Blog
About

5
views
0
recommends
+1 Recommend
0 collections
    0
    shares
      • Record: found
      • Abstract: found
      • Article: not found

      Common prevalence of alanine and glycine in mobile reactive centre loops of serpins and viral fusion peptides: do prions possess a fusion peptide?

      Journal of Computer-Aided Molecular Design

      Molecular Sequence Data, Alanine, Amino Acid Sequence, Amino Acids, analysis, Binding Sites, Databases, Factual, Glycine, Humans, Models, Molecular, Ovalbumin, chemistry, Prions, metabolism, Protein Structure, Secondary, Sequence Homology, Amino Acid, Serpins, Viral Fusion Proteins

      Read this article at

      ScienceOpenPubMed
      Bookmark
          There is no author summary for this article yet. Authors can add summaries to their articles on ScienceOpen to make them more accessible to a non-specialist audience.

          Abstract

          Serpin reactive centre loops and fusion peptides released by proteolytic cleavage are particularly mobile. Their amino acid compositions reveal a common and unusual abundance of alanine, accompanied by high levels of glycine. These two small residues, which are not simultaneously abundant in stable helices (standard or transmembrane), probably play an important role in mobility. Threonine and valine (also relatively small amino acids) are also abundant in these two kinds of peptides. Moreover, the known 3D structures of an uncleaved serpin reactive centre and a fusion peptide are strikingly similar. Such sequences possess many small residues and are found in several signal peptides and in PrP, a protein associated with spongiform encephalopathies and resembling virus envelope proteins. These properties may be related to the infection mechanisms of these diseases.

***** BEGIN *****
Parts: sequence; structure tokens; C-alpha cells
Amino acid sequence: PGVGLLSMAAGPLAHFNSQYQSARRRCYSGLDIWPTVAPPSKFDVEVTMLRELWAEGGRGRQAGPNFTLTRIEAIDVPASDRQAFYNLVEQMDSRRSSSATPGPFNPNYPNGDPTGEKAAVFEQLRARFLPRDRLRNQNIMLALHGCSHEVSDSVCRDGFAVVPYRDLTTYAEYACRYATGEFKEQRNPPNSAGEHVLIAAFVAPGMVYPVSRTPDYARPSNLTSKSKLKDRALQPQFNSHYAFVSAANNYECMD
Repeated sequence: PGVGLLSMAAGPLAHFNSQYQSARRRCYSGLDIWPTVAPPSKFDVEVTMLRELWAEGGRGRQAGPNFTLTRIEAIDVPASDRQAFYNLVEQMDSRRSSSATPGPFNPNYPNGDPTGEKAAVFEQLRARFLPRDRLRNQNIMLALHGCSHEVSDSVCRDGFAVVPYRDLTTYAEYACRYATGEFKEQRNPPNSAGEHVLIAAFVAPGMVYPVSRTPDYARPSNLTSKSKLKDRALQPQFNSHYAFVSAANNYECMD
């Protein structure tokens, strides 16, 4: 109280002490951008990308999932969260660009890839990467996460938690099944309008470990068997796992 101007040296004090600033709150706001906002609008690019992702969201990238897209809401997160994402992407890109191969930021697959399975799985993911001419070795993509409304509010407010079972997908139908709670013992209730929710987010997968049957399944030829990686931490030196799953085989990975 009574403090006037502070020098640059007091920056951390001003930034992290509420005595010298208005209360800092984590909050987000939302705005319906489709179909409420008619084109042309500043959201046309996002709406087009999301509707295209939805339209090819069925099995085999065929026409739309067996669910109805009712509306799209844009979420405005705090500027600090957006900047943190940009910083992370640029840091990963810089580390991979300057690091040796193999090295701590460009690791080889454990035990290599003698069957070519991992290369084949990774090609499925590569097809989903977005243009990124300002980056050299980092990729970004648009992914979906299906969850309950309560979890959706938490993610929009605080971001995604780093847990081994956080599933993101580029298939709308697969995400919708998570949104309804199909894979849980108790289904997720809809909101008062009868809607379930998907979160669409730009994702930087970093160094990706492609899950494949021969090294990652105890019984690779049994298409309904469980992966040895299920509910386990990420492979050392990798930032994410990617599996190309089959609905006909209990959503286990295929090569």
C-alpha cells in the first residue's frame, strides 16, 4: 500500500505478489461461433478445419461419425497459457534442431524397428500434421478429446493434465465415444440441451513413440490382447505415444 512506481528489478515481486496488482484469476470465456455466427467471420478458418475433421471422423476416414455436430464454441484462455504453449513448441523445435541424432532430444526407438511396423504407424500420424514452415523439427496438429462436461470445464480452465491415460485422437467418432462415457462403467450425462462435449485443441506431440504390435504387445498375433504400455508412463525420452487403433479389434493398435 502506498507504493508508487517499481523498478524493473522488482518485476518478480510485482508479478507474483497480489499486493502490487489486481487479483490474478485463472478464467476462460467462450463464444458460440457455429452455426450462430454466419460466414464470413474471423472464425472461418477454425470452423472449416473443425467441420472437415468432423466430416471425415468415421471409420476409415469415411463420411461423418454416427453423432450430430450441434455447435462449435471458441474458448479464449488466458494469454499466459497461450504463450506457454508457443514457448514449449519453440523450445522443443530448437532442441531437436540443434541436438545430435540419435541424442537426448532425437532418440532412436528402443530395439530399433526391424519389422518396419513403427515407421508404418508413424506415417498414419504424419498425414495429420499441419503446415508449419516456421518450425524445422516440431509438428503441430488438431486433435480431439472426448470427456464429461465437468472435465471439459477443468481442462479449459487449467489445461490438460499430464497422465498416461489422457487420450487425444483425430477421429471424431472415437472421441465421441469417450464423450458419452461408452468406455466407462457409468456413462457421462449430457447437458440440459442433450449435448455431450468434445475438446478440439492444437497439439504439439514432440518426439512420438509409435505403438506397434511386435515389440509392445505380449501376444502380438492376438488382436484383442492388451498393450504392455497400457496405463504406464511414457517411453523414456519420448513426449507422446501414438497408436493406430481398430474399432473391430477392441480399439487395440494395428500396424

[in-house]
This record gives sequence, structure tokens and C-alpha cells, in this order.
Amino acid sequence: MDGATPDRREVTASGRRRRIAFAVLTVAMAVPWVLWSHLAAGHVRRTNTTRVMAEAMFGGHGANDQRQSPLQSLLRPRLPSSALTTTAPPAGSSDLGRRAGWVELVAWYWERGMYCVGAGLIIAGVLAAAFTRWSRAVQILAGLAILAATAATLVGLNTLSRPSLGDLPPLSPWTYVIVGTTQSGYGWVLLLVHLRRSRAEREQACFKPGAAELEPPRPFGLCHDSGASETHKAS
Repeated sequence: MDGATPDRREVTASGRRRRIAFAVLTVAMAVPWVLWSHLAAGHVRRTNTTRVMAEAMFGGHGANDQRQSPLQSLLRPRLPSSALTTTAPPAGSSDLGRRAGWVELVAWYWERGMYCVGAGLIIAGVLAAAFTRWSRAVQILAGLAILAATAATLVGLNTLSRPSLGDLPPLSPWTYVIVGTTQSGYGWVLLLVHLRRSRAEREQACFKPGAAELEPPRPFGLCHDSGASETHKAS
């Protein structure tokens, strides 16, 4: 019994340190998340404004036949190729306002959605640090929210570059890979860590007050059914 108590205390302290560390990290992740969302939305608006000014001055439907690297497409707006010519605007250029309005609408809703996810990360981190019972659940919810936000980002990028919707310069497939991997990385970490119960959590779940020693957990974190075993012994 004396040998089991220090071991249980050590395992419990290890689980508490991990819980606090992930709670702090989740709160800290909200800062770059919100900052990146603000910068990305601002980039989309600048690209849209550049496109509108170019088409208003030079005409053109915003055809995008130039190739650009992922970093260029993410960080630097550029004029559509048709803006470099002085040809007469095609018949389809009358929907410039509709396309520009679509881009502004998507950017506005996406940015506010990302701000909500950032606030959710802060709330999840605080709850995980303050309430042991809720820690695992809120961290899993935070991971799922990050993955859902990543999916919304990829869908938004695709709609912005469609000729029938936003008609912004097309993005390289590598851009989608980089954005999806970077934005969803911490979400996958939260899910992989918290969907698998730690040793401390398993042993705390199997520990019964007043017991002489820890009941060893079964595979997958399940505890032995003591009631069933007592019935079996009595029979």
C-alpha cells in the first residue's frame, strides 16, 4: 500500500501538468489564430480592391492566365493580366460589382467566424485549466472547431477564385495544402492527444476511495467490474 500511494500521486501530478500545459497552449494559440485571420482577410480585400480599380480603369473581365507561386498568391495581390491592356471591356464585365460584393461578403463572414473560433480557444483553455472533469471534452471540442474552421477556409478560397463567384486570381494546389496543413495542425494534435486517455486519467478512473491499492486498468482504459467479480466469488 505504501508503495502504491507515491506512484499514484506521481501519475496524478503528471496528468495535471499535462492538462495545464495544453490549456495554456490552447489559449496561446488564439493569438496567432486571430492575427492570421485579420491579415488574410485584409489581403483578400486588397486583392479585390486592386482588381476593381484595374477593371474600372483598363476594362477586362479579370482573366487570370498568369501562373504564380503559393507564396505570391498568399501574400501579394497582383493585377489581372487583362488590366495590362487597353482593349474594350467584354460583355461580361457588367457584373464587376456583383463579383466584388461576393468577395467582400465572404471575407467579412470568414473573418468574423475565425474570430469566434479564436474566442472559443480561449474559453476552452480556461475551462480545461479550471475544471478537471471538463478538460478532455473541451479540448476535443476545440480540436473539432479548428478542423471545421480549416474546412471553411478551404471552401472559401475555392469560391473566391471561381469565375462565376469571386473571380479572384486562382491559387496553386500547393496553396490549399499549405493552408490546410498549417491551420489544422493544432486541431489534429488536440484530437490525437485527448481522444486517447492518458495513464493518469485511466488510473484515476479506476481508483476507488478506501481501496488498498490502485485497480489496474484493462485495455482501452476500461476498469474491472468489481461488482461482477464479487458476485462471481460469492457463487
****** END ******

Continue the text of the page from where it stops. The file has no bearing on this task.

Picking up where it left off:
Related collections

          Author and article information

          Journal
          8064333

          Comments

          Comment on this article